# Thread: Laptop power supply for driving LEDs

1. ## Laptop power supply for driving LEDs

Update: I've tested my laptop brick with DMM, it outputs 0.5V higher than specified 19.2V. This overvoltage may damage the LEDs. Or maybe, voltage sags a bit under full load? Anyways, I'll go with dedicated solutions like Meanwell LPC/CLG series.

2. ## Re: Laptop power supply for driving LEDs

Generally, DC power supplies are constant-voltage since that's both more useful and considerably cheaper than constant-current. A laptop power supply will generally be regulated at its rated voltage and be fairly consistent through its current range; the current rating will be a maximum rating.

Standalone power supplies capable of current regulation are most often found in labs and in factory QC stations where they're used for testing purposes (these devices tend to offer variable voltage and current, with the peak voltage determining if the device can supply the specified current). They're appreciably more expensive than constant-voltage power supplies and of limited use in "production" where current demand tends to be variable. Inside devices, there are often constant-current sources of course, but those are typically performing DC-DC conversion.

3. ## Re: Laptop power supply for driving LEDs

I`m using several DC constant voltage PSU`s, including laptop PSU`s - because they are very cheap and often just lay arround. They are all constant voltage. I am in design phase of my project(s) and still use the mentioned PSUs, because I spent all the cash for LEDs, can`t afford nice PSU right now . I did a little research online and measured a bit too.

First thought is that you will rather want to use some driver (between leds and PSU) to get constant current, because your leds will be fed with as much current as they only take, and will probably fry (at 4 ampere or sooner), or will live very, very short. This is rather important...

2nd: the driver (step-down/buck)will take about ~0,7-0,75V for his own usage. So you will have ~18,25V left for your disposal. I would definetely go for a "I" regulated (potentiometer or pins) driver, it is much more flexible and it will allow you to regulate the current to the level, where your LEDs eat less voltage than it is disposable.

I use some 31V HP printer PSUs, which are pretty much over of needed voltage of my setup (24V). It looks like that the difference of voltage is toasted (6V) somewhere, I see that the unit draws so much power, as there would be 30V worth LEDs applied. So the more gap beetween voltage of the PSU and voltage drop of your leds, the more power is lost. I don`t think that this is in the driver (alone!), probably the laptop PSU are not designed for less voltage, and allways eat at their V specs.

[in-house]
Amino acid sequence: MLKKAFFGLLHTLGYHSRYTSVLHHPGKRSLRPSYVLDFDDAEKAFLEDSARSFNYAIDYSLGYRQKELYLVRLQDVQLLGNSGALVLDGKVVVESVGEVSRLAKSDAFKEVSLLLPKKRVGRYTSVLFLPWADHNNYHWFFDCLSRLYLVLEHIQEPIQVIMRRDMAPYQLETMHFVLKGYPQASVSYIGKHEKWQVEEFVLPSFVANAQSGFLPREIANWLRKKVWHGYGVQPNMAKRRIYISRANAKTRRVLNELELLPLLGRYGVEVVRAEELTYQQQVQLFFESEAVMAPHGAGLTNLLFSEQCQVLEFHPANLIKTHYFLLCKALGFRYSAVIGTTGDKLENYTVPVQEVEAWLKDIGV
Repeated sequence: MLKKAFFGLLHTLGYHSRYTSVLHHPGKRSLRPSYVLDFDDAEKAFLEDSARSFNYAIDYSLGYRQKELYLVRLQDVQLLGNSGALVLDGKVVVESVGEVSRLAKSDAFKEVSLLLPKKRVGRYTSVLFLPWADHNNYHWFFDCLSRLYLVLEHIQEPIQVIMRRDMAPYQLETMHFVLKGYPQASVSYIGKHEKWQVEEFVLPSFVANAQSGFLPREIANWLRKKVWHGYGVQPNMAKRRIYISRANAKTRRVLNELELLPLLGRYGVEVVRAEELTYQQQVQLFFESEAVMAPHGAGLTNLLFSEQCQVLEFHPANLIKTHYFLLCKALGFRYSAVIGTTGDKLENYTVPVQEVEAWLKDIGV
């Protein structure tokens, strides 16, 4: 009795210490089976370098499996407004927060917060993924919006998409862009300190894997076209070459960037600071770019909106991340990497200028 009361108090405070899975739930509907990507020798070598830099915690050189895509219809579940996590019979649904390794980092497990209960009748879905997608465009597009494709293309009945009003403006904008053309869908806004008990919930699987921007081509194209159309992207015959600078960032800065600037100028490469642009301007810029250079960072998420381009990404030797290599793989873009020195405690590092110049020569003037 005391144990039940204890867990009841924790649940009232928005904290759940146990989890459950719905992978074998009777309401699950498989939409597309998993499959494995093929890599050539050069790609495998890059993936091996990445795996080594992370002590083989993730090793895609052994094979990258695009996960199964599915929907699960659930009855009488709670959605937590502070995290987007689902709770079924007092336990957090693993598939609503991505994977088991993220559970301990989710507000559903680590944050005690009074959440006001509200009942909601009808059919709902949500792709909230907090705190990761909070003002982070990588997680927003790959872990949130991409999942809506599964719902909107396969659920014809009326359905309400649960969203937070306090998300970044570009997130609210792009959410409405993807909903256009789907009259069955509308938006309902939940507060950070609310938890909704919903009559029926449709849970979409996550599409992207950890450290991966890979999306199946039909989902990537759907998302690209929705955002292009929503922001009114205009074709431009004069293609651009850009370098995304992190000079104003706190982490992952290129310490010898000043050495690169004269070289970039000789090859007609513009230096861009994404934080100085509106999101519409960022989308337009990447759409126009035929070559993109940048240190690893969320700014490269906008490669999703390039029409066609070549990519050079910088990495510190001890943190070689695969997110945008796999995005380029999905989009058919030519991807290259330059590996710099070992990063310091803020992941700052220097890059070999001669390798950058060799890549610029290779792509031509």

4th: efficiency of your laptop PSU will be best above 50% of its max current design, preferabely above 70%. So if you will constat drive (with a buck driver) your leds at 1A, then it will be around 23% of max output of your PSU. In this area your PSU will be as low as (very roughly) 40-60 % efficient. Modern laptop PSU`s are about 80-90% efficient at about 90% of their max current output. So for better efficiency I would take a smaller PSU or I would attach more LEDs

4. ## Re: Laptop power supply for driving LEDs

I use constant voltage sources all the time for driving LED's. Provided the supply is stable and forward voltage aligns right they work fine. Not the most efficient power supplies on the black, but typically stable and throw a lot of current. I typically use HP Bricks which are 18.5 volts, and drive 5 older series LEDs like Asian's or older XP-E's. This gets me around 700-900mA, and have run for years at 24/7.

A 19volt laptop brick will drive six Rebels at 3.17 volts, and over time forward voltage will drop a bit. Looking at the Rebel ES current rating that's around 1.2amps. The regular blue and green have higher forward voltages. Provided you have good heat -sinking, and I mean GOOD heat sinking there should be no problem with this. You can also drop another series of six in parallel if you want on the same supply without any issues. That's a big advantage with fixed voltage sources - no drama with parallel runs.

5. ## Re: Laptop power supply for driving LEDs

because your leds will be fed with as much current as they only take
No. LED's will push as much current as their forward voltage allows. If you have 6 LEDs on a 19volt DC circuit each LED will be getting ~3.17 volts. You then use the chart associated with each specific LED and this works out to around 1.2amps for a royal blue. Been running LED's off laptop bricks and other fixed voltage supplies for years and it works out surprisingly well. Forward voltage will drop a tad as the LED's burn in, but nothing you can't guess for. I use current regulated supplies when I want an exact current amount or absolute efficiency.

6. ## Re: Laptop power supply for driving LEDs

My thinking is right only in case of connecting less than 5 leds in Anuragwap`s setup...

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